92 Comments

View Comments: Nested | Flat

Read Comments

[ - ]

By Crispy (registered) | Posted February 03, 2016 at 11:22:19

Good for Green.

Permalink | Context

[ - ]

By myrcurial (registered) - website | Posted February 03, 2016 at 11:47:07

Again, Councillor Green shows a level of maturity that one expects from a civic leader.

Again, Councillor Ferguson shows a level of maturity that one expects from an ignorant jerk.

I haven't been to Bogata, but I have been to Cali, Colombia - twice. We could learn an awful lot from the people of Colombia. Heck, even Ferguson could be taught if he opened his eyes while actually there.

PS: No chickens on any bus I was on.

Permalink | Context

[ - ]

By Boring (anonymous) | Posted February 03, 2016 at 12:03:17

Comments with a score below -5 are hidden by default.

You can change or disable this comment score threshold by registering an RTH user account.

Permalink | Context

By Pablo (anonymous) | Posted February 03, 2016 at 18:01:18 in reply to Comment 116327

Comments with a score below -5 are hidden by default.

You can change or disable this comment score threshold by registering an RTH user account.

Permalink | Context

By Stephen Barath (anonymous) | Posted February 03, 2016 at 14:23:47 in reply to Comment 116327

I've lived in both. There are pros and cons to each. Of the two, I think Bogota's on a much more positive trajectory. TransMilenio beats HSR. To be honest, I think the private buses beat HSR in a lot of respects...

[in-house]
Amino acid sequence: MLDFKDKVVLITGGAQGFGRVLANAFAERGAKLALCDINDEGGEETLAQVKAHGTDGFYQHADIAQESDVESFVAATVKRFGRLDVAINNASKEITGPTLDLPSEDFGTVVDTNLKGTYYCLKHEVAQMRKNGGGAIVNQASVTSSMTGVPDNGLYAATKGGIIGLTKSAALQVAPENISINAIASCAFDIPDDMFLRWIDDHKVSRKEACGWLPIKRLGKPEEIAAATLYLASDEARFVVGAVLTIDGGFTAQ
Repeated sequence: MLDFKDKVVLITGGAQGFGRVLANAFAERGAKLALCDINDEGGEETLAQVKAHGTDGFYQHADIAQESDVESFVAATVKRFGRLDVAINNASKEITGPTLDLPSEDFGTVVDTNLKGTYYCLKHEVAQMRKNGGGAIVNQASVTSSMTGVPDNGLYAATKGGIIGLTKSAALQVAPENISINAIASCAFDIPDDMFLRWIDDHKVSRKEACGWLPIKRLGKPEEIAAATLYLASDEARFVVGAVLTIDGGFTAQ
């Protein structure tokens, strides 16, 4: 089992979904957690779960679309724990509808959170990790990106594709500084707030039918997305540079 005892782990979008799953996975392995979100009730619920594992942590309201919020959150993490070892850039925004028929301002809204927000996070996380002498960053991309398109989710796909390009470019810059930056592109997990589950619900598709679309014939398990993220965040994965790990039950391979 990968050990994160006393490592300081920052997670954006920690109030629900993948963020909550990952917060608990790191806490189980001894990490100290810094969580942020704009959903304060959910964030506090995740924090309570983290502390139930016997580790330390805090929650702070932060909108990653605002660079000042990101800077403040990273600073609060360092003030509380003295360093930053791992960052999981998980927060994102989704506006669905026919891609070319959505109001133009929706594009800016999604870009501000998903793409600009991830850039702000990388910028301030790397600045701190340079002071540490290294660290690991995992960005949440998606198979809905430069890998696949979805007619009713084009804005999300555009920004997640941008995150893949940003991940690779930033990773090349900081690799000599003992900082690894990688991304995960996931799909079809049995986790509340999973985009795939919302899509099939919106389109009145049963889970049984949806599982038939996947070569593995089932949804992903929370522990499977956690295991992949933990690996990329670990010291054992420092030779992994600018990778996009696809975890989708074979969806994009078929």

Permalink | Context

By CharlesBall (registered) | Posted February 03, 2016 at 16:08:49 in reply to Comment 116342

According to Wikipedia, Bogota's murder rate is 24 times that of New York City. In 2014 there were 155 murders in Ontario. There were over 1,700 reported murders in Bogota in 2007 and it has gotten worse since. No one really knows how many there really are as there are estimated to be over 1600 assassins working in the metropolitan area. This says nothing about kidnappings and other violent crimes. Kidnappings have been a way of life there for generations. It is getting better and used to be way worse. You can look up the economic statistics but the rich/poor dichotomy is astronomically worse than in Ontario. There have been massive improvements in the last 15 years as the internal civil war(s) appear to be resolving. It is a near equatorial climate. Not sure it is the best comparator to Hamilton.

When you are at the bottom and improving, of course you are on a positive trajectory. Hamilton has a long way to go to revive the dynamics, optimism and economic verve of the 1950s to 70's

Comment edited by CharlesBall on 2016-02-03 16:10:06

Permalink | Context

By z jones (registered) | Posted February 03, 2016 at 13:11:19 in reply to Comment 116327

I'd definitely rather live in Bogota on Sundays, ciclovia sounds like a real hoot!

Permalink | Context

By bvbborussia (registered) | Posted February 03, 2016 at 12:11:30 in reply to Comment 116327

What's your point?

Permalink | Context

By oops (anonymous) | Posted February 03, 2016 at 12:03:32 in reply to Comment 116327

that = than

Permalink | Context

By disgraceful (anonymous) | Posted February 03, 2016 at 12:06:53 in reply to Comment 116328

I too would rather live in Hamilton but thats no excuse for ignorant racist stereotyping by anyone, let alone our elected officials